A new bill introduced in late May in the United States Senate would require people entering or leaving the United States with $10,000 or more in cryptocurrency to declare their holdings to US Customs and Border Protection agents. The bill has been introduced in the 115th Congress as S.1241, and known as the Combating Money Laundering, Terrorist Financing, and Counterfeiting Act of 2017. Currently this regulation is already applied to cash and money orders. The bill’s prime sponsor is Republican Senator Chuck Grassley of Iowa. The bill has some bipartisan support, co-sponsors of the bill include Democratic Senator Dianne Feinstein of California, Democratic Senator Sheldon Whitehouse of Rhode Island, and Republican John Cornyn of Texas.
Cryptocurrencies are not the only thing which would be subject to disclosure to border agents under the new bill, as prepaid mobile phones, coupons, and gift vouchers would also be subject to disclosure. Failure to disclose cryptocurrency holdings worth over $10,000 would be punishable by criminal penalties that include up to 10 years in prison, as well as be subjected to civil asset forfeiture. Civil asset forfeiture is a process which enables government to take property without a criminal conviction, and sometimes even without an arrest. Civil asset forfeiture is different from criminal asset forfeiture in that under civil asset forfeiture your property can be seized without being convicted of a crime. Law enforcement agencies are able to keep what they seize under the civil asset forfeiture process. Many people have called for the reform of asset forfeiture laws, and some privacy activists have called the practice of civil asset forfeiture unconstitutional, a violation of the 4th amendment’s protection from unreasonable searches and seizures.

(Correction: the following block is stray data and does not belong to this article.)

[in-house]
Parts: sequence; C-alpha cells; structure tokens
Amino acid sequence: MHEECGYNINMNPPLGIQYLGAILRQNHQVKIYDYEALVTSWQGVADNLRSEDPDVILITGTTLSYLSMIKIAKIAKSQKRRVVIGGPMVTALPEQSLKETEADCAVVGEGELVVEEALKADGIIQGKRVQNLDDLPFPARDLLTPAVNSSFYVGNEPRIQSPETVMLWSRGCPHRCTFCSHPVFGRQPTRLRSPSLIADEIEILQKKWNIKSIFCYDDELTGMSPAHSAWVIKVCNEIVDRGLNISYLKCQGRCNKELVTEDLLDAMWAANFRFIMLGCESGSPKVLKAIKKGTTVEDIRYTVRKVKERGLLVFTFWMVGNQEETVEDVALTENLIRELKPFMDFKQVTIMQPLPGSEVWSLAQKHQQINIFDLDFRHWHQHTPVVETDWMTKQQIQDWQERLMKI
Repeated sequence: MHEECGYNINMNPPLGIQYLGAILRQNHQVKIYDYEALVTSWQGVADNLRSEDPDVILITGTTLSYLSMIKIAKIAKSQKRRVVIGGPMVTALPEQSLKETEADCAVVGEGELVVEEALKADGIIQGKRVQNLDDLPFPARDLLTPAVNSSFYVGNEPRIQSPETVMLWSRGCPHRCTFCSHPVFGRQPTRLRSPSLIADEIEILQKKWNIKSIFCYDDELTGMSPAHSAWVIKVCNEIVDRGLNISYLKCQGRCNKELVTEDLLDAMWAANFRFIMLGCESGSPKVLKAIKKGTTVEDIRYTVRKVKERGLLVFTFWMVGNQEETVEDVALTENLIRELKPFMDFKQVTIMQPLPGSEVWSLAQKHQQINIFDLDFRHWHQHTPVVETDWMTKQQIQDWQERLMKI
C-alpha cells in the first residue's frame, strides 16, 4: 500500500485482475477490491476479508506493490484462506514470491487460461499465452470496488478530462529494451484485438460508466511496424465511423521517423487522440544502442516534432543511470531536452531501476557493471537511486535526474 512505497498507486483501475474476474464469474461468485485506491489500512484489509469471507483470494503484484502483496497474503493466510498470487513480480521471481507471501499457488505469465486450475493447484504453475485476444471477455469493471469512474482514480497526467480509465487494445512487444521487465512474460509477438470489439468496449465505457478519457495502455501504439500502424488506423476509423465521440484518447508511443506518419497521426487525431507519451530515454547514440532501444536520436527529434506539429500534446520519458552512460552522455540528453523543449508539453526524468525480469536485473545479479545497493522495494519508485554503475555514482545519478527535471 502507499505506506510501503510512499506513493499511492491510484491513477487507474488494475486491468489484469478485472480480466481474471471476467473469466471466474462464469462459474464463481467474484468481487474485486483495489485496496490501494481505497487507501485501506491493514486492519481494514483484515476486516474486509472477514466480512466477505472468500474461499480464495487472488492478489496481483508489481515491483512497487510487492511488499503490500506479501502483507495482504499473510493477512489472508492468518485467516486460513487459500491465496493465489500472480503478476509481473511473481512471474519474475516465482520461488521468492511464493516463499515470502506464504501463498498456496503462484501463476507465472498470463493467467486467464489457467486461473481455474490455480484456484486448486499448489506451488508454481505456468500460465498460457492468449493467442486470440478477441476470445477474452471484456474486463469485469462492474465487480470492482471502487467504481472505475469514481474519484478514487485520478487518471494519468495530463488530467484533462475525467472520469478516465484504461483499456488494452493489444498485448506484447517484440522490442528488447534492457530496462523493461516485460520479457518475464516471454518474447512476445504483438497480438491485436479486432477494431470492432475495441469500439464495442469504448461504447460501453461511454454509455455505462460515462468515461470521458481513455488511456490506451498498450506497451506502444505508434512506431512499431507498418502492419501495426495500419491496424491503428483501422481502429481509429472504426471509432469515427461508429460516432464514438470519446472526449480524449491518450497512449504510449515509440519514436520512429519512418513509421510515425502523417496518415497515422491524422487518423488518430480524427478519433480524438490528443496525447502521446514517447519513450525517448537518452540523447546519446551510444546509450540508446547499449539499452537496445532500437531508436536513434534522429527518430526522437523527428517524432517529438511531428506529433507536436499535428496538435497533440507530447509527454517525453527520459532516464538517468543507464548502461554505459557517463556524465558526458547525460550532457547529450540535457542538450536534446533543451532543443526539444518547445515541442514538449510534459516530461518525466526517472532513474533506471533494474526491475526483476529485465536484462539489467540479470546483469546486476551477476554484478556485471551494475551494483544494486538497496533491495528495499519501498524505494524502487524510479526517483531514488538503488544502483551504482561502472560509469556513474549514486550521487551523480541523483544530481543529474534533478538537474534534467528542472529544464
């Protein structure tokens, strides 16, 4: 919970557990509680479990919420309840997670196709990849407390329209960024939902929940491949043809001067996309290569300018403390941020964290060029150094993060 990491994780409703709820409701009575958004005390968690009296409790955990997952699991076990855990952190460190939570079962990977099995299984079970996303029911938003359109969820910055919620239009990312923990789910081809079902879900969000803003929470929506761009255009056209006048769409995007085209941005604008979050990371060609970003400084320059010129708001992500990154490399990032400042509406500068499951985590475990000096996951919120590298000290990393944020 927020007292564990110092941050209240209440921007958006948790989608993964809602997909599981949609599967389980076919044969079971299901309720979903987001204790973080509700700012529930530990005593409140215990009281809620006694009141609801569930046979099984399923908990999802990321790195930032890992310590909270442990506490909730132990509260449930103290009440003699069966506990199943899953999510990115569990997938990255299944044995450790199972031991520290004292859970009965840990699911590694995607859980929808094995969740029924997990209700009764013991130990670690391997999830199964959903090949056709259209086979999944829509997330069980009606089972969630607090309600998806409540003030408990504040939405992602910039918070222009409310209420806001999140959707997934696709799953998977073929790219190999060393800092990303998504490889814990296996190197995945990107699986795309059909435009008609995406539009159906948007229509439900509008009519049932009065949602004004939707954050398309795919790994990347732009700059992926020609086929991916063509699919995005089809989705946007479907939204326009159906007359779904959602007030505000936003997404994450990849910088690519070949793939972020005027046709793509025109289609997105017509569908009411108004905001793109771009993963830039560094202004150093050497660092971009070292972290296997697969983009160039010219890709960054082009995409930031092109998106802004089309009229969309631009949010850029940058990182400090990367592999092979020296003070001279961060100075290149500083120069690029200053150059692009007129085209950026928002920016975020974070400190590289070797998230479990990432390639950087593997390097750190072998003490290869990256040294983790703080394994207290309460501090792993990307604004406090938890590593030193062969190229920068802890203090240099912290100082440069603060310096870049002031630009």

The bill also expands the surveillance state by authorizing customs agents to conduct wiretaps on people that they suspect may be transporting “excess” cryptocurrency holdings. If the bill is enacted, within 18 months the Secretary of Homeland Security and the Commissioner of the US Customs and Border Protection agency will deliver a report to Congress outlining their strategy for detecting and interdicting cryptocurrencies, as well as an assessment of what infrastructure is needed to implement their strategy. Under the proposed legislation, cryptocurrency exchangers like Shapeshift, as well as coin tumbler services, would be defined as financial institution under the Bank Secrecy Act. The Bank Secrecy Act is an anti-money laundering law which as enacted in 1970 and was amended by Title III of the USA PATRIOT Act.
An almost identical version of this legislation was introduced in 2011 and failed to pass. It is likely the legislation was originally intended to target centralized digital currency exchanges such as Liberty Reserve, which was shut down by the federal government in 2013. The legislation does not define “digital currency” or differentiate between centralized and decentralized digital currency, unlike FinCEN and the Department of Treasury, which has clearly defined terms for “centralized virtual currency” and “decentralized virtual currency”.
Many cryptocurrency advocates say the bill is unnecessary as FinCEN has already released guidance and regulations on cryptocurrency. “While we encourage thoughtful and meaningful study of the prevention of cross-border financial crime, the storage of virtual currency carries different and complex considerations than those attributable to prepaid access,” President of the Chamber of Digital Commerce Perianne Boring told CoinDesk. The Chamber of Digital Commerce and Coin Center, two of the biggest lobbying firms in Washington DC that advocate for cryptocurrency, are currently in contact with legislators to discuss the bill. The bill is currently being considered in the Senate Committee on the Judiciary.
Shortly before this bill was introduced in the United States Senate, the United States House of Representatives’ Homeland Security Committee’s Subcommittee on Counterterrorism and Intelligence began working on changes to a proposed bill by Representative Kathleen Rice of New York. Rep. Rice’s bill would call for the Under Secretary of Homeland Security for Intelligence and Analysis to create a threat assessment on how people could use cryptocurrencies to further terrorist activity.